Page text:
I was at EmTech Asia conference recently in Singapore and two things caught my attention for the education industry: 3D classroom and avatar-based classroom. The first was an interactive 3D software solution developed by Swedish company Sensavis where teaching materials are made more engaging through 3D visualization methods. The latter, describes a shared digital platform where students personalize an avatar and use it to attend classes in the virtual space. Quoting Cyndi Chan of MIT Sloan School of Management on the popularity of their avatar- based classrooms, “ It’s crazy, people are really taken to it.”
With 3D and virtual technology set to revolutionize the education industry, various stakeholders have been looking at how can they incorporate it into their teaching curriculum. Simulating reality is not a new concept; some tested it by converting 2D materials to 3D while others created an entire virtual learning experience using role-playing techniques. Making teaching materials easier to digest is a never-ending chase for educators around the world – which brings us to rise of Virtual Reality (VR) & Augmented Reality (AR) technologies.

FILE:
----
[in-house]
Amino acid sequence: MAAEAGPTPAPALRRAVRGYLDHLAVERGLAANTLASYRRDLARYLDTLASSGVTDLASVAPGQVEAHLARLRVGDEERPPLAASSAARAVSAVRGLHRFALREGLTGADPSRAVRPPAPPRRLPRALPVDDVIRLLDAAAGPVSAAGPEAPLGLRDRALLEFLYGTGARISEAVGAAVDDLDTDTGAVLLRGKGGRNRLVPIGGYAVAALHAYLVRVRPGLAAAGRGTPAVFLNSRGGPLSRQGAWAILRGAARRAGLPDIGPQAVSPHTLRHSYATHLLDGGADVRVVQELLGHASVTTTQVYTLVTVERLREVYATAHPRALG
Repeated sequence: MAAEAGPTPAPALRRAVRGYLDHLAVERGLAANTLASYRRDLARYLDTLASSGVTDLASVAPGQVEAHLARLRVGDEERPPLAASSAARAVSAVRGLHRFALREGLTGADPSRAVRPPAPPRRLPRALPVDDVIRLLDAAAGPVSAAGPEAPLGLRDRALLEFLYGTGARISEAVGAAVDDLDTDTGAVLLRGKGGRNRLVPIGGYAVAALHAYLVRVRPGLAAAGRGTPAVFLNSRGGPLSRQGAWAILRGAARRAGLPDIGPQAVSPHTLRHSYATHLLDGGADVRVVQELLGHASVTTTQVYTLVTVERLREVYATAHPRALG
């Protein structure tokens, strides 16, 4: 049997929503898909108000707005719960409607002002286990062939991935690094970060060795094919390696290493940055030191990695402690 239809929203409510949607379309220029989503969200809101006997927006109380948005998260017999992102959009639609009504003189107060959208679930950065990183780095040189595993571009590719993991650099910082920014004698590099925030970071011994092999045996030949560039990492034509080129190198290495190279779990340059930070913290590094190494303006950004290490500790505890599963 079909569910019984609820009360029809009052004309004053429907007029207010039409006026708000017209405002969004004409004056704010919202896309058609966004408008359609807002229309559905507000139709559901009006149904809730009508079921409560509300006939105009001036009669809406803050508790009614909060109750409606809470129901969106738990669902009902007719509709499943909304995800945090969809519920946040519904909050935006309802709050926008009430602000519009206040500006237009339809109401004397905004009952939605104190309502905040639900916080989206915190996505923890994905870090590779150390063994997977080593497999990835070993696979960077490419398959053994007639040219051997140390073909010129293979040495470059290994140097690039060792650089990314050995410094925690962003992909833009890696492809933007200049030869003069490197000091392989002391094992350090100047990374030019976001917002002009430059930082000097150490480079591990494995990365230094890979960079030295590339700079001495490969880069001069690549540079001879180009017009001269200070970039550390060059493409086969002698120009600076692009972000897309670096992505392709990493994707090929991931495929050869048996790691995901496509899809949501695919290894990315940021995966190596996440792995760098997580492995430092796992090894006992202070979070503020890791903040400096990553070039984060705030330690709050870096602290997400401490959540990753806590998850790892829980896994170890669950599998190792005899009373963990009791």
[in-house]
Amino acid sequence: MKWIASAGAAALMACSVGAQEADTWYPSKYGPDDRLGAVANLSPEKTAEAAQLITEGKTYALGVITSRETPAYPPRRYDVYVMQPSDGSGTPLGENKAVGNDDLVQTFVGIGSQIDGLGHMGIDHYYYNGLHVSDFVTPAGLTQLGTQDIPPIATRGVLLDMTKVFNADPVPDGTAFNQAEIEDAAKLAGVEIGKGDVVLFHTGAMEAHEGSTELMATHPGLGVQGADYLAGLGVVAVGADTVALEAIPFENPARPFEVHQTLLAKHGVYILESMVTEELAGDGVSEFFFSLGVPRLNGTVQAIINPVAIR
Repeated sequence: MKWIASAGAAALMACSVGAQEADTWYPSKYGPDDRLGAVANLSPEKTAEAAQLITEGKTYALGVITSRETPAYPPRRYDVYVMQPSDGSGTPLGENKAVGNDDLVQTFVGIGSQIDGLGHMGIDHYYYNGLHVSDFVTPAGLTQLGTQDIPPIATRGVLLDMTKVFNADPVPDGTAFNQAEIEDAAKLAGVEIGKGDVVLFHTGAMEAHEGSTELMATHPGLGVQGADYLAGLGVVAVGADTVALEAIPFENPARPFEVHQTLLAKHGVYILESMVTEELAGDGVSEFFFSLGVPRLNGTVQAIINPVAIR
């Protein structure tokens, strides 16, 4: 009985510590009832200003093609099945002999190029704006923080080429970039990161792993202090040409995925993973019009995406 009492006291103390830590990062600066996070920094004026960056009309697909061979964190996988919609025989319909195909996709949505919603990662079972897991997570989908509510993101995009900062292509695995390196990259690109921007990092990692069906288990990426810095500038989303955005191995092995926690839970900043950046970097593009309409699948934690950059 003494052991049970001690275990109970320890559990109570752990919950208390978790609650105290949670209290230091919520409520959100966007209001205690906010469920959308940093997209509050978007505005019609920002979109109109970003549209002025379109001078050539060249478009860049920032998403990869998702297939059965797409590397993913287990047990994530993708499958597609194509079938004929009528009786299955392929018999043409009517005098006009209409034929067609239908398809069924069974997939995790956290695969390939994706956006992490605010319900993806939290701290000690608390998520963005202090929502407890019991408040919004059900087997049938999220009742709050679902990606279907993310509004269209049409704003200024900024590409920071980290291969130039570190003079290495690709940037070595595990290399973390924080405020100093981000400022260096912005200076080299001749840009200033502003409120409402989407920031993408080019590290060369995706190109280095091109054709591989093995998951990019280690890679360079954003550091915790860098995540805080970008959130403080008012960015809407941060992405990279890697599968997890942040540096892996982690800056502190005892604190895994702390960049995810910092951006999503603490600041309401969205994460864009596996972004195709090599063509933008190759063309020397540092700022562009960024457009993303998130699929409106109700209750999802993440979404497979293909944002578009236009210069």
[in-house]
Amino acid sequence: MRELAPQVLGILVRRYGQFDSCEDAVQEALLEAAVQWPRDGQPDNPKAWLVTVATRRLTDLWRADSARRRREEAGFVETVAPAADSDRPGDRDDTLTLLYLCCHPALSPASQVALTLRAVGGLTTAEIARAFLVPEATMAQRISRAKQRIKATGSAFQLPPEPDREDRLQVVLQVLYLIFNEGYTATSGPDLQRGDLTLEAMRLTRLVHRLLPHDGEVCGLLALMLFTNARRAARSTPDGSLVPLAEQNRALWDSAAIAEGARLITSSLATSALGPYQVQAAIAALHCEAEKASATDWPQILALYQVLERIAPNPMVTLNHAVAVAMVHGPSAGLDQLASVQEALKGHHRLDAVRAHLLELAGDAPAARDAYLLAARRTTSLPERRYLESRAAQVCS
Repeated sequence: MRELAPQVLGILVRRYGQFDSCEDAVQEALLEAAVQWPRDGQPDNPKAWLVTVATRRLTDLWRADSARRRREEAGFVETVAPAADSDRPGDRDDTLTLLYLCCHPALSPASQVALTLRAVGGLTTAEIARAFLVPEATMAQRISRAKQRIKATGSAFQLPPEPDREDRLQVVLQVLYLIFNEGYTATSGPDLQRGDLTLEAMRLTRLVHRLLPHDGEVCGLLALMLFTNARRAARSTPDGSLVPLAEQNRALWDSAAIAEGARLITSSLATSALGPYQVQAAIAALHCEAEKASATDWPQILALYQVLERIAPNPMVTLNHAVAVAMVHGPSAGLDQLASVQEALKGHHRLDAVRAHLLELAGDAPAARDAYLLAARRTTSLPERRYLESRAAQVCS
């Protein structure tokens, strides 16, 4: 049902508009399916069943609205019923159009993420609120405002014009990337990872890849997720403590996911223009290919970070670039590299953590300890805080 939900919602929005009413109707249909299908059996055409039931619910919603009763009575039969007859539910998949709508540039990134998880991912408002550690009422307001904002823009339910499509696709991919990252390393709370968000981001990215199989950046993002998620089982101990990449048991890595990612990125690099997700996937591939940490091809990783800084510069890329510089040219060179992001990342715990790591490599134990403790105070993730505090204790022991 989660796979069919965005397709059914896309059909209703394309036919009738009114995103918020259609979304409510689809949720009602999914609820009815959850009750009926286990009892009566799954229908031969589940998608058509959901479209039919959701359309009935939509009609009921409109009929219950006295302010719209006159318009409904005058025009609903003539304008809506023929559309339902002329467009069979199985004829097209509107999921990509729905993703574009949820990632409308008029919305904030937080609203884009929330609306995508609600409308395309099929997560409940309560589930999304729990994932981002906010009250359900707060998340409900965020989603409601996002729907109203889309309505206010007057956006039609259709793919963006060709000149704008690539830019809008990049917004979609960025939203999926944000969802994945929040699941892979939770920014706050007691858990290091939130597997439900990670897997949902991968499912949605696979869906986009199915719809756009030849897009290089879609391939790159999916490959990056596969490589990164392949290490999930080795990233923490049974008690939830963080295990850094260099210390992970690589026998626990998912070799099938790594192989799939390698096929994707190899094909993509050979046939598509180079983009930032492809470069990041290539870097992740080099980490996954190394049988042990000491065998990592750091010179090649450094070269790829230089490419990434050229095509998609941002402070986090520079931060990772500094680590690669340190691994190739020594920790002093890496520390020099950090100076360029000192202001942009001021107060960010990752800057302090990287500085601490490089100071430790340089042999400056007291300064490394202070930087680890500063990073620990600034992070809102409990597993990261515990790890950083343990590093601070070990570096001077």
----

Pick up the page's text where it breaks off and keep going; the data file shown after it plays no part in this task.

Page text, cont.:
Said to be the next disruptive tech for education and training, it would be interesting to see how far and fast will VR and AR be adopted in education institutions. With evidence showing that students learn faster and understand better with 3D material¹ because of our natural ability to understand depth perception, VR and AR brings with them the ability to simulate life-like visuals and experiences that was not possible before.
With technology giants such as Google, Facebook, Microsoft, Sony, Intel etc., all announcing their desire to create something in the virtual/augmented space, there is no doubt that VR/AR will become one of the most exciting industries to keep your eye on. So in this SIA issue, don’t forget to check out our special feature on VR/ AR as we outline the similarities and difference between the two, discuss its business potential and possible commercial applications. Read on!
¹Project “ Learning in Future Education (LiFE)” . 2010-2011. A research by Professor Anne Bamford.
*This commentary was first published in the Apr-May 2016 issue of Systems Integration Asia.